He later meets up with Tom as Little Benjamin and accompanies him on his travels, in the hope of winning Allworthy's favor again. Partridge remains a loyal and devoted friend to Tom, even though he is something of a bumbler.
A bitter and jealous woman, Mrs Partridge attacks her husband when she thinks he is the father of Jenny Jones's child. She then accuses him of beating her, which helps to ruin his reputation.
Mr. Square is a philosopher. He resides at the Allworthy household as a friend but also as an advisor to Tom Jones and Master Blifil. He believes that vice is a "deviation from nature." His philosophy is juxtaposed with that of Thwackum.
His elevated position is ridiculed when he is found hiding in Molly Seagrim's bedroom. Square reveals Tom's great loyalty to Allworthy in a letter sent from his deathbed.
Thwackum is a teacher employed to educate Master Blifil and Tom Jones. He is a fierce advocate that the human mind is "nothing but a sink of iniquity till purified and redeemed by grace." He is an enthusiastic advocate of corporal punishment and regularly thrashes Jones. He remains hypocritical till the end, and his philosophy is juxtaposed with that of Square.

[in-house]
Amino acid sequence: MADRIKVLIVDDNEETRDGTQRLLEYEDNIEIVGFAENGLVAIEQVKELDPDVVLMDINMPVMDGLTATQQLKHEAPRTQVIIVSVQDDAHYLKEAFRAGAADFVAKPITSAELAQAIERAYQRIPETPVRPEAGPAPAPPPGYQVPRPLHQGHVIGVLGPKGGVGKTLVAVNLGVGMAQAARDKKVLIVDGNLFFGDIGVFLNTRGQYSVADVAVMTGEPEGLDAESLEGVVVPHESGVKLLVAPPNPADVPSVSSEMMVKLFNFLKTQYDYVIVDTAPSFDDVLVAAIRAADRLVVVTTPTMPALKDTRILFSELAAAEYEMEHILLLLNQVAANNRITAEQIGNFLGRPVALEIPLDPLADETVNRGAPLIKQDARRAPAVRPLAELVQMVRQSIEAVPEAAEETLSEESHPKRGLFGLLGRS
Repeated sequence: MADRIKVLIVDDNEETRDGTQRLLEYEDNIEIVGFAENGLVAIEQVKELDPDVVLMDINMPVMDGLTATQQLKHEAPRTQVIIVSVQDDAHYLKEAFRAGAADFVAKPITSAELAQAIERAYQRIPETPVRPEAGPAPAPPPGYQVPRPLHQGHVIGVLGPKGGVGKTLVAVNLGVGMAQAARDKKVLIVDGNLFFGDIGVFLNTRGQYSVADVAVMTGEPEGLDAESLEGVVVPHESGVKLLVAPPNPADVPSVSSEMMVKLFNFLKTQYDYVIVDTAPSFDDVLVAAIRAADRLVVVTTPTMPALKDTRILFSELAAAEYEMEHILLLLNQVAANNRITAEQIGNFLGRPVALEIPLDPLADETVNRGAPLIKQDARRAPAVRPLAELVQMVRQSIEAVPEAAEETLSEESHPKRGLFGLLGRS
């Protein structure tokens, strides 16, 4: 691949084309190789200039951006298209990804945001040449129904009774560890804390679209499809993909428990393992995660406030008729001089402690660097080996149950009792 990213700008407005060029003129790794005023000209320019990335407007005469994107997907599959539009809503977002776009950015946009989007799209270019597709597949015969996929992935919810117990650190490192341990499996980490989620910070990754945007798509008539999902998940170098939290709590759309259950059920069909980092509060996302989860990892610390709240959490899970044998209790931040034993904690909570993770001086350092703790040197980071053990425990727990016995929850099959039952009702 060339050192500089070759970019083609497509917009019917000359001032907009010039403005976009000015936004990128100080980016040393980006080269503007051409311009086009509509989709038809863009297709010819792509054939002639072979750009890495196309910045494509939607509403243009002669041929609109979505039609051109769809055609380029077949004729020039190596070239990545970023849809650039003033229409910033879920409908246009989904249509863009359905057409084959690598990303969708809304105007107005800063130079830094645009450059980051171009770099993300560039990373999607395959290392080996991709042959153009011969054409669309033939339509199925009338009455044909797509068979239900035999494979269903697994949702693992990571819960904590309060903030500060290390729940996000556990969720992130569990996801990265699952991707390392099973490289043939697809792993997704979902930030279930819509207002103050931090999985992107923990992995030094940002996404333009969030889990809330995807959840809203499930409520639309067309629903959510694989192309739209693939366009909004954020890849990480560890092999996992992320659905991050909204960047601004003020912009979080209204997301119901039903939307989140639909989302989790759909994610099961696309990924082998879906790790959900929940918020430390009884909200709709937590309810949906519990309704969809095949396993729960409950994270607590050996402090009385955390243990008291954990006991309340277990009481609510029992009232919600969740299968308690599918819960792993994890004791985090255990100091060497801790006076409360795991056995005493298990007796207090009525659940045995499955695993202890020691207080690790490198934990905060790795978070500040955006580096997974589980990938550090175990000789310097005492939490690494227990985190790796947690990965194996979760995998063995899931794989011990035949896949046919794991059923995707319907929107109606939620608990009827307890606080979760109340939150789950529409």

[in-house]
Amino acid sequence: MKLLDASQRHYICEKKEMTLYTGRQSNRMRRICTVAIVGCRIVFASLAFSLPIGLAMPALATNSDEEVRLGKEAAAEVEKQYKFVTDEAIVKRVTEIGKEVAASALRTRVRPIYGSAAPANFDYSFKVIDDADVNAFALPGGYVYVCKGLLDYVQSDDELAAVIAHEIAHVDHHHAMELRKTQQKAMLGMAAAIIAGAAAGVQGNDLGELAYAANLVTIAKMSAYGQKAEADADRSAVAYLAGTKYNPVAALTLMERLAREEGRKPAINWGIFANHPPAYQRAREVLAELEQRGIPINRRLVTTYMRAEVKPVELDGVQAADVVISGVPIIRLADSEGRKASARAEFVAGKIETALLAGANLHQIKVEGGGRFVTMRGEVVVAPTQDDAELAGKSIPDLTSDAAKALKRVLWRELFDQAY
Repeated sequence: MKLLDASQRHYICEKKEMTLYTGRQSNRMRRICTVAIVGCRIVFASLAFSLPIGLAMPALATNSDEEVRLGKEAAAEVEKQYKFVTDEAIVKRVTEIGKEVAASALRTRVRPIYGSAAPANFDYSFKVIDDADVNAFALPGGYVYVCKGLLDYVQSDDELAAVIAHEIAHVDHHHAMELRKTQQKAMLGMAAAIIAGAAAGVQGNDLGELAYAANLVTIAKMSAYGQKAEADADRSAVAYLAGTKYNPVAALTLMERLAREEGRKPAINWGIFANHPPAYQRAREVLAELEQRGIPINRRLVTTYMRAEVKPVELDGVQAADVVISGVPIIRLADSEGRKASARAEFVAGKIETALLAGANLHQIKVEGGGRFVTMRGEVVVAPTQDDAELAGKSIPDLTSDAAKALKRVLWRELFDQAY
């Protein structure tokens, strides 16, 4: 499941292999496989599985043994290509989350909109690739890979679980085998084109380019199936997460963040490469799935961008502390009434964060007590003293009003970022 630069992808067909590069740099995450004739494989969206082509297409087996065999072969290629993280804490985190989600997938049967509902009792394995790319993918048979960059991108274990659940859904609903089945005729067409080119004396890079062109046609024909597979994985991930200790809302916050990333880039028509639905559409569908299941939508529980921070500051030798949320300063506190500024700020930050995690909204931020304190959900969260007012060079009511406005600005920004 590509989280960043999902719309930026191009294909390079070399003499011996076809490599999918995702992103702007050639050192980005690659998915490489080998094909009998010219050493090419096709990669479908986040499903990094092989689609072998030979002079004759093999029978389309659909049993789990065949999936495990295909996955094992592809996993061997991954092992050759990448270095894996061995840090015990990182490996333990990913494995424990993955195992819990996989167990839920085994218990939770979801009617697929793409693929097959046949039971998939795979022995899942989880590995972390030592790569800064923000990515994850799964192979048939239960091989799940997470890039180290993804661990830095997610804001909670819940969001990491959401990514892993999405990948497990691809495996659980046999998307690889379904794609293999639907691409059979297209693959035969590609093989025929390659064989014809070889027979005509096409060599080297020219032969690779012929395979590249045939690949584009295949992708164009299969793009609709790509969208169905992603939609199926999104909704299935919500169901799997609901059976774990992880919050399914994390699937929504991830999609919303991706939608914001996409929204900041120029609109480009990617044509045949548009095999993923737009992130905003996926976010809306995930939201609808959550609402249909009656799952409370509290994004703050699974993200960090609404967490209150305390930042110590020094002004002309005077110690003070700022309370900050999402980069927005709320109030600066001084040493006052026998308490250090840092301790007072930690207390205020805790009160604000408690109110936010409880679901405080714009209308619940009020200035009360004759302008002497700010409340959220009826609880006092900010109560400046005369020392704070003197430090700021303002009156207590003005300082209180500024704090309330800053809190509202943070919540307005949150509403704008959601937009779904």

A gamekeeper friend of Tom's, and also the father of Molly Seagrim. Tom lies and steals to support George, and George later assists by passing communications to Sophia. He also, however, takes money which Tom misplaces, an act which is examined by the narrator through the various eyes of the audience. Also goes by George Seagrim.
Son of Captain Blifil and Bridget Blifil. Master Blifil is favored by Allworthy when the man realizes he is not as appreciated by his mother as Tom is.
Master Blifil is sneaky and underhanded. He often seeks to put Tom in a bad light. Mrs. Western believes that Sophia Western is in love with him, and a marriage is planned by the two families. In reality, Sophia hates Master Blifil.
Daughter of Squire Western, Mrs. Sophia Western is the heroine of the novel. She is based upon Fielding's much-loved first wife, Charlotte Cradock.
Sophia is an intelligent and beautiful young woman - "Her mind was every way equal to her person; nay the latter borrowed some charms from the former."